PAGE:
Vern and his “Contraption”

Vern Krohn was the guy with the "contraption," and that was the first thing people at the Lake Merritt peace walk remembered about him when news came that he’d passed away, at the age of 87. His contraption was a huge sign mounted on a small cart and was painted in large letters that passing motorists could read from a block or two up the street. "HONK FOR PEACE!" it read.

It was certainly the most visible of our signs and banners, and visibility was crucial to the success of our weekly peace walk around Lake Merritt. Nevertheless, it was a heavy and awkward thing to be dragging along. The walk is about three miles. The lakeshore could get pretty windy on some days, and the contraption used to blow over a lot.

"We had our differences about the damn sign contraption that Vern built," says Ken. "But it got us a lot of honks and attention."

"We used to piss and moan about that contraption," says Sandi and her husband who often walked the lake with him and helped schlep the heavy contraption along sidewalks and over curbs at crosswalks. "But we enjoyed his energy and his dedication and we loved him and will miss him."

Even as we complained about the cumbersome object, we admired his chutzpah for building such a thing and hauling it out to the lake each week.

"I walked with Vern around the lake many times," recalls Nina. "He was exceeding quiet and modest. It was after some probing that I found out that he had invented and created the honk for peace contraption. He was not proprietary about it, letting anyone who wanted to have the fun of strolling it—never indicating it was ‘his.’ But at the end of the walk, it was he who took responsibility for it."

"I think that Vern’s life should be a model for all of us," says Ken . "Vern was always out there against the war, no matter how old he got, I was often amazed that he could survive going around the lake, by the end he was always so tired."

"It’s people like Vern. He was always an inspiration," says Jeff, another familiar face at the lake. "I’m getting older now and I wake up in the morning with a bunch of aches and pains. I had a lot of weeks where I didn’t feel like going to the peace walk. Then I’d think to myself, ‘Well, that Vern fellow is 87 and he’s bound to have some ailments as well. He’s 30 years older than I am.’ Vern was always there and he’d bring that great big sign to boot. It was a heavy thing. He’d bring it every week and I think it took him a major effort to load it into his vehicle and bring it to the Lake Merritt colonnade where we started the walk."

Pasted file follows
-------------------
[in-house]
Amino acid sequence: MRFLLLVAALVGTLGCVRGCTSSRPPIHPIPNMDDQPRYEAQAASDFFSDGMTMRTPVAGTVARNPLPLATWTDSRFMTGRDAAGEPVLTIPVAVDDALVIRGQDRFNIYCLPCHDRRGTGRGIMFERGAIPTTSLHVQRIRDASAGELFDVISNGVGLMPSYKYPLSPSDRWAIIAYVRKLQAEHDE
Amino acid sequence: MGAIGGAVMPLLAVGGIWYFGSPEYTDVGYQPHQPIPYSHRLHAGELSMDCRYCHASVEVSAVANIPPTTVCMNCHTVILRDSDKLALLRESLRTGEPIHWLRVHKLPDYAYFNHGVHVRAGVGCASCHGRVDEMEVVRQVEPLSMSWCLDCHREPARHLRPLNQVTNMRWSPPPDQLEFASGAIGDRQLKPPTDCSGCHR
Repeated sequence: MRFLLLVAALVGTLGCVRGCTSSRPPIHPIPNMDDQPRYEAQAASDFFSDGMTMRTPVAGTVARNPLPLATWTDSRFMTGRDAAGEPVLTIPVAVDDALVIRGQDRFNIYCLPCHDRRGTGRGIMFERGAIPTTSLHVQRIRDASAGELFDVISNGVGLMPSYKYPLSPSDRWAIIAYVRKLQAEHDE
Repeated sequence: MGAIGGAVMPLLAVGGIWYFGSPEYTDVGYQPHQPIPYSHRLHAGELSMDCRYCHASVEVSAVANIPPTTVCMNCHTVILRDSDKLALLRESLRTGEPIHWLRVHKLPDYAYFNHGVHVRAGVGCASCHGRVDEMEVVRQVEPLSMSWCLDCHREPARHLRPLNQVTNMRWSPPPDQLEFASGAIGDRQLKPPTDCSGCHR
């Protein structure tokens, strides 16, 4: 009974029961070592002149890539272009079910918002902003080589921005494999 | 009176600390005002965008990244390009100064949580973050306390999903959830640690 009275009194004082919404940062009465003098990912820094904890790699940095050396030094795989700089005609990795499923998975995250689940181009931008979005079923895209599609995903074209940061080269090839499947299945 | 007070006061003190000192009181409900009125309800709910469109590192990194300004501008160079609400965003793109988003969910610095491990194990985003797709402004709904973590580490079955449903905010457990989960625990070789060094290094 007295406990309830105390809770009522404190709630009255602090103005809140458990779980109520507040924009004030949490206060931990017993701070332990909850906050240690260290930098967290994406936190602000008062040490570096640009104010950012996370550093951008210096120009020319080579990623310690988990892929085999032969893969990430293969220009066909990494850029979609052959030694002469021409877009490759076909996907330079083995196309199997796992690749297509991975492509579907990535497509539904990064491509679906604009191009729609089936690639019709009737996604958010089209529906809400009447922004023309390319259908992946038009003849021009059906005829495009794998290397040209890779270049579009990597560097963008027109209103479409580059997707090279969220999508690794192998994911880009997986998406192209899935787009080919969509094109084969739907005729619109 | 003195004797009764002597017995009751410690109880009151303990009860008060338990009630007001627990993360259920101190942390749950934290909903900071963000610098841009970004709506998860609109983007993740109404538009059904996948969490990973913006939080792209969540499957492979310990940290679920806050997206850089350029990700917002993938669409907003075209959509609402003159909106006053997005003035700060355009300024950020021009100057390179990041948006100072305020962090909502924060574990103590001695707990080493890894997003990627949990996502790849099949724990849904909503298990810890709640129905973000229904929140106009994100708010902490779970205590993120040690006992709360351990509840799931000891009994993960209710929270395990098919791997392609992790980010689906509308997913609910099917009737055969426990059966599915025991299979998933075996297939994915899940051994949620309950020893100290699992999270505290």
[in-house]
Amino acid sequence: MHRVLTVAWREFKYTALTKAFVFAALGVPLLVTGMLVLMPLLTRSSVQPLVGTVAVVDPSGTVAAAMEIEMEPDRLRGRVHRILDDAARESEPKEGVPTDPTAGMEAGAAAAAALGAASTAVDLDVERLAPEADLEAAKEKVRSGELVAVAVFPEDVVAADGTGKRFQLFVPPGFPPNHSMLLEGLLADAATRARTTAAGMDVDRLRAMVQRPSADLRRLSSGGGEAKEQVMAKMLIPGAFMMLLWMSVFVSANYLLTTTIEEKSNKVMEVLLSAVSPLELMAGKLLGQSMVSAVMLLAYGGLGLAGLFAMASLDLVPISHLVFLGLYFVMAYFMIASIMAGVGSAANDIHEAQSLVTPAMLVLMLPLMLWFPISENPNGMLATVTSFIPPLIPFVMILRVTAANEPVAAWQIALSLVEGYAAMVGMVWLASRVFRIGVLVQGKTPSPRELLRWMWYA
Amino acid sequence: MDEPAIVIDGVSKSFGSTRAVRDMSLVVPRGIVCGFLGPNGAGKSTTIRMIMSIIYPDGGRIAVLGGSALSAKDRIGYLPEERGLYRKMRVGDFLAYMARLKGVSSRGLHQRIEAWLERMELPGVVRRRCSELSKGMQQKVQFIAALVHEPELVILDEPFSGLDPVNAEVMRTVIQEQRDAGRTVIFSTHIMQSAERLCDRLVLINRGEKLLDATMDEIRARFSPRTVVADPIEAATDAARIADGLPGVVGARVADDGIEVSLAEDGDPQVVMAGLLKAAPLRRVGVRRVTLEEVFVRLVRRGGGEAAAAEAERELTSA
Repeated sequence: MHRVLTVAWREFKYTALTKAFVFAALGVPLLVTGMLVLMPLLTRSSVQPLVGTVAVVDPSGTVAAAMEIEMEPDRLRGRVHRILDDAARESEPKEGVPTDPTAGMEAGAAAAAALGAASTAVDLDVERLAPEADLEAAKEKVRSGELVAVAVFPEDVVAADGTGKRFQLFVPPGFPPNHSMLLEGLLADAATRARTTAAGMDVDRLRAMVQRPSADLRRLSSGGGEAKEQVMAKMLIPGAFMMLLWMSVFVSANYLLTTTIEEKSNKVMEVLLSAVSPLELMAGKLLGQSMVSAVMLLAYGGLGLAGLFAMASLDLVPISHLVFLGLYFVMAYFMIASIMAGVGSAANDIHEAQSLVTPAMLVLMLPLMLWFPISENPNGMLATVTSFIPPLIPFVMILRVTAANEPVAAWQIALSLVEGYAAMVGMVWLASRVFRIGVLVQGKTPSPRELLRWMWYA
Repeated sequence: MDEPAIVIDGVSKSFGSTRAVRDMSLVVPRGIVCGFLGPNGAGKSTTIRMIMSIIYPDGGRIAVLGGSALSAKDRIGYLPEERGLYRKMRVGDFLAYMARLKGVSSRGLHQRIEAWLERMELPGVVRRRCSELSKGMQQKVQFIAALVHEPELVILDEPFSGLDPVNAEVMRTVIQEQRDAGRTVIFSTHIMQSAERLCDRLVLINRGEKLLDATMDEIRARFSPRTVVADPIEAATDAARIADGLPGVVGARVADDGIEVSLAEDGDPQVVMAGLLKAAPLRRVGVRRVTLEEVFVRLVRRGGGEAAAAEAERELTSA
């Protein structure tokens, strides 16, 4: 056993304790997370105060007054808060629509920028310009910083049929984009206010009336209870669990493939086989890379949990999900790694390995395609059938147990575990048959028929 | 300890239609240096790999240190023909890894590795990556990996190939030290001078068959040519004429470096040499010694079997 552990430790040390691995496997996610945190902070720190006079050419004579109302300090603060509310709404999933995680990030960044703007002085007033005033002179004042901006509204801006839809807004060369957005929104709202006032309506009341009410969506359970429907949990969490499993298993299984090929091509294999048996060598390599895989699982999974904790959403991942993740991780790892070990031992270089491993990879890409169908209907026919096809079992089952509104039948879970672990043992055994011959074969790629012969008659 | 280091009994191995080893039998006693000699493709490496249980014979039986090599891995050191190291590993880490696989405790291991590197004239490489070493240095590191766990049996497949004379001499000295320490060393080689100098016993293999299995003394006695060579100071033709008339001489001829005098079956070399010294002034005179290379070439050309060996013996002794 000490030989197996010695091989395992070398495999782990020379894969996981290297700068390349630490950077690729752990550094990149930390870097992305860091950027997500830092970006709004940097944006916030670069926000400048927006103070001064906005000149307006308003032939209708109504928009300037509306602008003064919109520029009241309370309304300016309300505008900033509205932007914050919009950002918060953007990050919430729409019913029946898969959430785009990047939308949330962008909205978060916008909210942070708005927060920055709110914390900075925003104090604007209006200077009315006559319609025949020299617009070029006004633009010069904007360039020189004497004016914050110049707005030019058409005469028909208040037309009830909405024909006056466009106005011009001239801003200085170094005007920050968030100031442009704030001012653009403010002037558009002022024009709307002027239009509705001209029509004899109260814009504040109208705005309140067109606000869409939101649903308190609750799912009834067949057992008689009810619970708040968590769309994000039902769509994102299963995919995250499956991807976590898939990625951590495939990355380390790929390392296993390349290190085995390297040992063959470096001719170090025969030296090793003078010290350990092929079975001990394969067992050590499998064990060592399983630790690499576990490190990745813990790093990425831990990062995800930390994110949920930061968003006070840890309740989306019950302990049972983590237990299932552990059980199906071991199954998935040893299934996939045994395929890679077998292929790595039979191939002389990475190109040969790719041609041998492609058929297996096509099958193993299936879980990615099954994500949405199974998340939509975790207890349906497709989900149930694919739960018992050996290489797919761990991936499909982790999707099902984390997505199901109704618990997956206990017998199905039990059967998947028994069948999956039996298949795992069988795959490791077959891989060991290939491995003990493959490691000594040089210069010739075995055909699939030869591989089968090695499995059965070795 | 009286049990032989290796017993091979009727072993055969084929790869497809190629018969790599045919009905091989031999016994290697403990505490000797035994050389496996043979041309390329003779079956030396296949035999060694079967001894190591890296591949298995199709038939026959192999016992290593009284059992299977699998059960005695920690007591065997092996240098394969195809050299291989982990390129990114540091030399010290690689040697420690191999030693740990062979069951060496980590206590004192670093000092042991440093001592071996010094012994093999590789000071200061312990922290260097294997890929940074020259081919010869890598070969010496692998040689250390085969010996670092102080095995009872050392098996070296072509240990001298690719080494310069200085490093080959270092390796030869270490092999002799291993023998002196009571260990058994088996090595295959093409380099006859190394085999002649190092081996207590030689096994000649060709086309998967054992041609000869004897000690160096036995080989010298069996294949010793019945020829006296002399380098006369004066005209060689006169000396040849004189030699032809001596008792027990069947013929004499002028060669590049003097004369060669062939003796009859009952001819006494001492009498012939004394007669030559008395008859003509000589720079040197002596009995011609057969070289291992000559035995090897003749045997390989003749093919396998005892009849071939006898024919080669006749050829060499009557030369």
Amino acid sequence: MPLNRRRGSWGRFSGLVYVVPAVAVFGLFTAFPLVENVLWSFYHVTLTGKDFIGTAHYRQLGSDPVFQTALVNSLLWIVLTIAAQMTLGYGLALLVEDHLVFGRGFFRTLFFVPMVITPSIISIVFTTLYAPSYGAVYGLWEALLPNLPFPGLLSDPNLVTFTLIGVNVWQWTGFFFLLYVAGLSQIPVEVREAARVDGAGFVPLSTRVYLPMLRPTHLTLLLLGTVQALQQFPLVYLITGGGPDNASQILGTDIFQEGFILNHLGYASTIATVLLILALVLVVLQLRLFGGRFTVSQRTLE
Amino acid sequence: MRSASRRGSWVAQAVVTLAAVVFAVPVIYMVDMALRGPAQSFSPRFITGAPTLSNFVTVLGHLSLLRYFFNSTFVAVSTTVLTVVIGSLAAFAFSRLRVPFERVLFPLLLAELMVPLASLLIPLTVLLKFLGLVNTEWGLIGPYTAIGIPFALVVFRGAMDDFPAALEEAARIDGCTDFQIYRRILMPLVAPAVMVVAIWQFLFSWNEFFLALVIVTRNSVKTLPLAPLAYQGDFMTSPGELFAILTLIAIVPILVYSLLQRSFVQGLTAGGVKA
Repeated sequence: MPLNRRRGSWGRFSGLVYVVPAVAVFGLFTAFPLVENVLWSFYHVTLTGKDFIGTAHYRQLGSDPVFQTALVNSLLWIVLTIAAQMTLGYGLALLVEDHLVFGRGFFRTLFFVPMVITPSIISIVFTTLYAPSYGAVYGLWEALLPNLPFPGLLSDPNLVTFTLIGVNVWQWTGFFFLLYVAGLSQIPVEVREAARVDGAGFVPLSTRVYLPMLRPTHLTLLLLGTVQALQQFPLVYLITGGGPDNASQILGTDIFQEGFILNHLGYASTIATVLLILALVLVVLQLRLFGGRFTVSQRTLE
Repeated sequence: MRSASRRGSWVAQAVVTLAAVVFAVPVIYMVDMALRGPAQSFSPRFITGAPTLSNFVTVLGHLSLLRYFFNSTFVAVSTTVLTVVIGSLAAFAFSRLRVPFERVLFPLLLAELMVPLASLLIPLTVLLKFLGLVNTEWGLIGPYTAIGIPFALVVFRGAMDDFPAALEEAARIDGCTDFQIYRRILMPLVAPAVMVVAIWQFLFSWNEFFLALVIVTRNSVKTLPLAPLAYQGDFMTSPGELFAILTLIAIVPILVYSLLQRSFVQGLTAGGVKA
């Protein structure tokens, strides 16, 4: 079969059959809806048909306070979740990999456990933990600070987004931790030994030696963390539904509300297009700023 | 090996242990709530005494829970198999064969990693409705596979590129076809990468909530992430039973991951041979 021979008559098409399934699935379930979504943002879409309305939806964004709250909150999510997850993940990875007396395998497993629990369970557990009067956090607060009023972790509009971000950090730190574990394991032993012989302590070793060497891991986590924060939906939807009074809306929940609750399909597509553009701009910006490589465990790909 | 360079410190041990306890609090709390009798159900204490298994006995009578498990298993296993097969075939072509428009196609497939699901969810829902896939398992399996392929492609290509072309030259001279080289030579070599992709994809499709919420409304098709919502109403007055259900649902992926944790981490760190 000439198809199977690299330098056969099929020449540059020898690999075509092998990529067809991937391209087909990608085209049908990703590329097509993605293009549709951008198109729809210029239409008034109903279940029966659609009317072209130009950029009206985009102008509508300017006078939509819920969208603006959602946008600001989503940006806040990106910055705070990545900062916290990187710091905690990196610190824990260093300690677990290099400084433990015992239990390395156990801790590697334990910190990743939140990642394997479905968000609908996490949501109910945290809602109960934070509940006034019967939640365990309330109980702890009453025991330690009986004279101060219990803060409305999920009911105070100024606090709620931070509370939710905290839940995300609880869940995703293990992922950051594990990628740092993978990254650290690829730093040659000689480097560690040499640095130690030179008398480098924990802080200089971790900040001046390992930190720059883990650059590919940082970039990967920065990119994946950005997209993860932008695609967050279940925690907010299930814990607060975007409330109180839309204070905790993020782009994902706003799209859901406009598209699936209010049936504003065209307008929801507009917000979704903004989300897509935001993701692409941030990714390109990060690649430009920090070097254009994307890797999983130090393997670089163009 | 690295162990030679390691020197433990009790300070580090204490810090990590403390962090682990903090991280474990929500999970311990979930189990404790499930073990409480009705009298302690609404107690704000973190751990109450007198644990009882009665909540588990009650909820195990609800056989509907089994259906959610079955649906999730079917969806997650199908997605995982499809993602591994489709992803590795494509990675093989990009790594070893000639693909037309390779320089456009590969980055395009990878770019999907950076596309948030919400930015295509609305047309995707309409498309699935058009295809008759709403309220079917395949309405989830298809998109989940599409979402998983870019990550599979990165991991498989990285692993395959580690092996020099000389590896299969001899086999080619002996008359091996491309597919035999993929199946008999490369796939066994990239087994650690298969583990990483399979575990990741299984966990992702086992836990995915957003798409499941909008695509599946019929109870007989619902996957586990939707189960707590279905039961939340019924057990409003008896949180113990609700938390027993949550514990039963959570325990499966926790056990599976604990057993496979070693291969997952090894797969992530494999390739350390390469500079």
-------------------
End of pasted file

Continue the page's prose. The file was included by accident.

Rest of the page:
Jeff also remembers him for his stories. "He would talk to me in this crusty voice, and tell me about his experiences. He knew a lot about history that I had only a vague familiarity with. The depression, and stuff before World War I."

An early memory Vern shared with Steve was that as a small child shortly after the First World War he asked his mother, "What was all the shooting about?" "Not about anything that makes much sense," his mother explained.

"Vern told others and me a lot of good stories," says Ken. "My favorite was about his father who was with Teddy Roosevelt’s Rough Riders when they took over Cuba, and then got sent to the Philippines as part of the force that quelled the uprising there when the U.S. betrayed the independence movement in the Philippines. Vern’s father’s officers told him, ‘Never stick your saber in more than six inches, because you will not be able to get it out of them.’"

Vern was born September 27, 1916, and he told us that in the 1930’s in Galion, Ohio he’d been a political protégé of Bishop William Montgomery Brown. Vern was a machinist and a strong union man. "Here in Oakland, he was active for many years in the Fellowship of Humanity over on 28th Street," Carl says. "In our conversation, I expressed appreciation for the work of that organization over the years." Another member of the group, Sandina, remembers that her father had also been in the Fellowship of Humanity and an old friend of Vern’s.

Vern Krohn was a person who spent his life in political activism, and that’s how we’ll remember him. Barbara spoke for many of us when she said, "Bless his heart! Sorry to see him go, but you know, that’s how I would want to go—an activist right up to the end, out there with my signs and banners."

Daniel Borgström
January 2004

The peace walk takes place 3 o'clock every Sunday; rain or shine, summer & winter, till the war's over.
We meet at the Colonnade, near Lakeshore Ave. & Highway 580
Lake Merritt Neighbors Organized for Peace (LMNOP)